AJWS Plans Shift in Focus To Advocacy

World Service Plans Fewer Overseas Service Trips

Shifting Focus: The American Jewish World Service, led by Ruth Messinger, believes it can have a more powerful impact by focusing on advocacy and running fewer overseas service trips.
Morgan Soloski/AJWS
Shifting Focus: The American Jewish World Service, led by Ruth Messinger, believes it can have a more powerful impact by focusing on advocacy and running fewer overseas service trips.

By Josh Nathan-Kazis

Published December 14, 2012, issue of December 21, 2012.
  • Print
  • Share Share
  • Single Page

American Jewish World Service, a Jewish social justice group that focuses on the developing world, will cut back on its service-learning programs while bulking up its domestic advocacy efforts, the organization has told the Forward.

The results of a recently concluded strategic planning process, shared for the first time with the Forward, will have the group devoting more resources to changing America’s policy toward the developing world.

The changes come at a moment of strength for the organization, which has grown exponentially over the past decade. The cuts to the organization’s service-learning programs, however, represent a departure from an effort that has defined the organization’s public profile.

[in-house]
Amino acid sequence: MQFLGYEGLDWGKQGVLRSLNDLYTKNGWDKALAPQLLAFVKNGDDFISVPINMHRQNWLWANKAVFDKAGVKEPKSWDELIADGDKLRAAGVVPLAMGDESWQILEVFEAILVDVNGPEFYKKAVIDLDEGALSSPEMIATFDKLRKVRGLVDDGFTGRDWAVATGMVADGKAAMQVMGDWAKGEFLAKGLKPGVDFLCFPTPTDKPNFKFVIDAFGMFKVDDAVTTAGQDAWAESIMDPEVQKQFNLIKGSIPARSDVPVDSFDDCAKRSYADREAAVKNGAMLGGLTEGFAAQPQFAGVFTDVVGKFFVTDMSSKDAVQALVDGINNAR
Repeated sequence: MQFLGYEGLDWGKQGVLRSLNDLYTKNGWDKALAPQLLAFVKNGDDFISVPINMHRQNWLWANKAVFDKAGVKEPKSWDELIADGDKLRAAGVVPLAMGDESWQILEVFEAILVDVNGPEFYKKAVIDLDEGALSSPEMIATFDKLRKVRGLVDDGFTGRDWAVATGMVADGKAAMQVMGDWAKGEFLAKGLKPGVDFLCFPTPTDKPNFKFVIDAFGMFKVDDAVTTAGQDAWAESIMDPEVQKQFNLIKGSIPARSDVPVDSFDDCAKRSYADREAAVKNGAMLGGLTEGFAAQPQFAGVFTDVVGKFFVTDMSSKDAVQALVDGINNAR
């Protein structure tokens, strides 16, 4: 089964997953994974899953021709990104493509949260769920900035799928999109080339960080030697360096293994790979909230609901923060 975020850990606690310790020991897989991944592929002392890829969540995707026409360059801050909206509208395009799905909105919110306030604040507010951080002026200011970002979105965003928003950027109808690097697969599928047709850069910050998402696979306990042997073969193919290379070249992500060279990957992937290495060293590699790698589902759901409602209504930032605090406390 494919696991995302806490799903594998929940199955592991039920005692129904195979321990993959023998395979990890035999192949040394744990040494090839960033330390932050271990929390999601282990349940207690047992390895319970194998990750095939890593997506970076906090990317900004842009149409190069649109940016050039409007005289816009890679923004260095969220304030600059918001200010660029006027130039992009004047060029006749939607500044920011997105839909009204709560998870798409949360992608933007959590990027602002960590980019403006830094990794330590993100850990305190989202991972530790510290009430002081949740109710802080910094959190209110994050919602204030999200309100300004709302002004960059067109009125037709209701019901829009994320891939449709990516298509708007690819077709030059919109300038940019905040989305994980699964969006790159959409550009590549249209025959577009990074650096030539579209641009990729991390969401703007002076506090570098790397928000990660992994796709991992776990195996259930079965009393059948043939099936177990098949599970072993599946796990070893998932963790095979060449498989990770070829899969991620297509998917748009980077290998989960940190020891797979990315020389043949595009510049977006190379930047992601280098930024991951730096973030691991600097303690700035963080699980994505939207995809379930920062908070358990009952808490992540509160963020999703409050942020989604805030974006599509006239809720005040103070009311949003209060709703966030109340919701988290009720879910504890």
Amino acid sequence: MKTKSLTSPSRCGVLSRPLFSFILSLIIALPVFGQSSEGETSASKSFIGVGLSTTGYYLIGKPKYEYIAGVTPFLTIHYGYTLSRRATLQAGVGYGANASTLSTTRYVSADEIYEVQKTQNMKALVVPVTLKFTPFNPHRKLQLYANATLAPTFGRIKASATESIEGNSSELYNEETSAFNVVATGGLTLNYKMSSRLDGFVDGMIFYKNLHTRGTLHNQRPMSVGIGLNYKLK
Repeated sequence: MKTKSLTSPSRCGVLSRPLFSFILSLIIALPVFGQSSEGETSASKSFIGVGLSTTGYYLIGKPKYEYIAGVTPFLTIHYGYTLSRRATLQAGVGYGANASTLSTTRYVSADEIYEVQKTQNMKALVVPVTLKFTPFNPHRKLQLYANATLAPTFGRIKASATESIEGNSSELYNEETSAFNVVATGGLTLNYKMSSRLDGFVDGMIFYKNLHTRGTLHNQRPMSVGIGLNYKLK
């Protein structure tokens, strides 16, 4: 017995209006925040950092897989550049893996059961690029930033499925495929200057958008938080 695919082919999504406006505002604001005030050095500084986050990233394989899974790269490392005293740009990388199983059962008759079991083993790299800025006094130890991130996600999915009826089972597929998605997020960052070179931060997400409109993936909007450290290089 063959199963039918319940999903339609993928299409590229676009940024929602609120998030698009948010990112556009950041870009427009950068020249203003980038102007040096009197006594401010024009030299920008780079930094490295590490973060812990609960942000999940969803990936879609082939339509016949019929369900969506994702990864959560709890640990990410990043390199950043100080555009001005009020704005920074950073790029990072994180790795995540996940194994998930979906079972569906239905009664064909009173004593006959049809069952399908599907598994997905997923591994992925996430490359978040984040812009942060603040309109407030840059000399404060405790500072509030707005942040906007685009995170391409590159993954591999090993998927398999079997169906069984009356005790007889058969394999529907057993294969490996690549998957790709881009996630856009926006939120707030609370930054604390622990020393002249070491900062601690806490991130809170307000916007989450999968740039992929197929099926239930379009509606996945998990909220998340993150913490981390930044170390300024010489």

SOURCE: FEDERAL TAX FILINGS

“We have to make sure, as we attract additional support, that we’re using the support that we get as strategically as possible,” said Ruth Messinger, AJWS’s president. “When we applied [our] theory of change to our operations, it looked like we needed to make some strategic adjustments.”

AJWS was once a relatively unknown Jewish organization, and now it’s among the largest in the country. In 1998, the year Messinger arrived, the group received $1.9 million in contributions. The group raised $48.7 million in 2011, according to tax filings available on AJWS’s website.

AJWS spends millions a year on grants to grassroots organizations in the developing world and has a modest advocacy arm based in Washington.

The organization has been best known, however, for its service-learning trips. The programs, which run as short as a week and as long as a year, send Jews to do service work in the developing world. Though the programs make up a small minority of the organization’s financial commitment each year, they play a large role in the Jewish community’s conception of the group — due, in part, to the large numbers of alumni that the organization’s service trips have produced.

According to financial documents, the group spent $3 million on service programs in 2011 and just $1.5 million on advocacy. AJWS made $35 million in grants that year.

The new strategic plan, which the group has already begun to implement, will vastly reorder the organization’s operations.

Messinger said the new plan focuses on grant making in the developing world, and on “mobilizing and organizing for United States political change that will help that same [developing] world in which we’re making grants.” To that end, the group is cutting back on its trademark service-learning trips. The new trips will be shorter programs geared toward preparing participants to work in advocacy when they return home.